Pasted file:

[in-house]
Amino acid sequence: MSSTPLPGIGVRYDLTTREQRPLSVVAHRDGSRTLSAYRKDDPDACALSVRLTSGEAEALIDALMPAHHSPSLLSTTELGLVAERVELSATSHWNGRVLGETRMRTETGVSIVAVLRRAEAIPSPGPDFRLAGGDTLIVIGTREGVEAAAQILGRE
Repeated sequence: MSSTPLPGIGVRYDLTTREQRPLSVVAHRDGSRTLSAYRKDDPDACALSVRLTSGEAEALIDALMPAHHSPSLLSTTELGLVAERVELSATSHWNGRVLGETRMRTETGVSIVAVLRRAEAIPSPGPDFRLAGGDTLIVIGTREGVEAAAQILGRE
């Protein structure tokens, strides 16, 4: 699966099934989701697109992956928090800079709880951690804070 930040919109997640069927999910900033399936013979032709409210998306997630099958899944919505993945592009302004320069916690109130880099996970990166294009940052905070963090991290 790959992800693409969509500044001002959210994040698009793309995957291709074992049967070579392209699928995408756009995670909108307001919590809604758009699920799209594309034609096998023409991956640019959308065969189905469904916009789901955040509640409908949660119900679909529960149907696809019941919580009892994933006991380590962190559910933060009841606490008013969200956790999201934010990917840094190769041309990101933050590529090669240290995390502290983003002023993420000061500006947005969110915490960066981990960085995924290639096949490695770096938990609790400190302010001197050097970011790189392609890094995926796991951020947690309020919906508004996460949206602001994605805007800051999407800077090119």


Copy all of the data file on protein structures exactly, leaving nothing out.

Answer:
[in-house]
Amino acid sequence: MSSTPLPGIGVRYDLTTREQRPLSVVAHRDGSRTLSAYRKDDPDACALSVRLTSGEAEALIDALMPAHHSPSLLSTTELGLVAERVELSATSHWNGRVLGETRMRTETGVSIVAVLRRAEAIPSPGPDFRLAGGDTLIVIGTREGVEAAAQILGRE
Repeated sequence: MSSTPLPGIGVRYDLTTREQRPLSVVAHRDGSRTLSAYRKDDPDACALSVRLTSGEAEALIDALMPAHHSPSLLSTTELGLVAERVELSATSHWNGRVLGETRMRTETGVSIVAVLRRAEAIPSPGPDFRLAGGDTLIVIGTREGVEAAAQILGRE
């Protein structure tokens, strides 16, 4: 699966099934989701697109992956928090800079709880951690804070 930040919109997640069927999910900033399936013979032709409210998306997630099958899944919505993945592009302004320069916690109130880099996970990166294009940052905070963090991290 790959992800693409969509500044001002959210994040698009793309995957291709074992049967070579392209699928995408756009995670909108307001919590809604758009699920799209594309034609096998023409991956640019959308065969189905469904916009789901955040509640409908949660119900679909529960149907696809019941919580009892994933006991380590962190559910933060009841606490008013969200956790999201934010990917840094190769041309990101933050590529090669240290995390502290983003002023993420000061500006947005969110915490960066981990960085995924290639096949490695770096938990609790400190302010001197050097970011790189392609890094995926796991951020947690309020919906508004996460949206602001994605805007800051999407800077090119």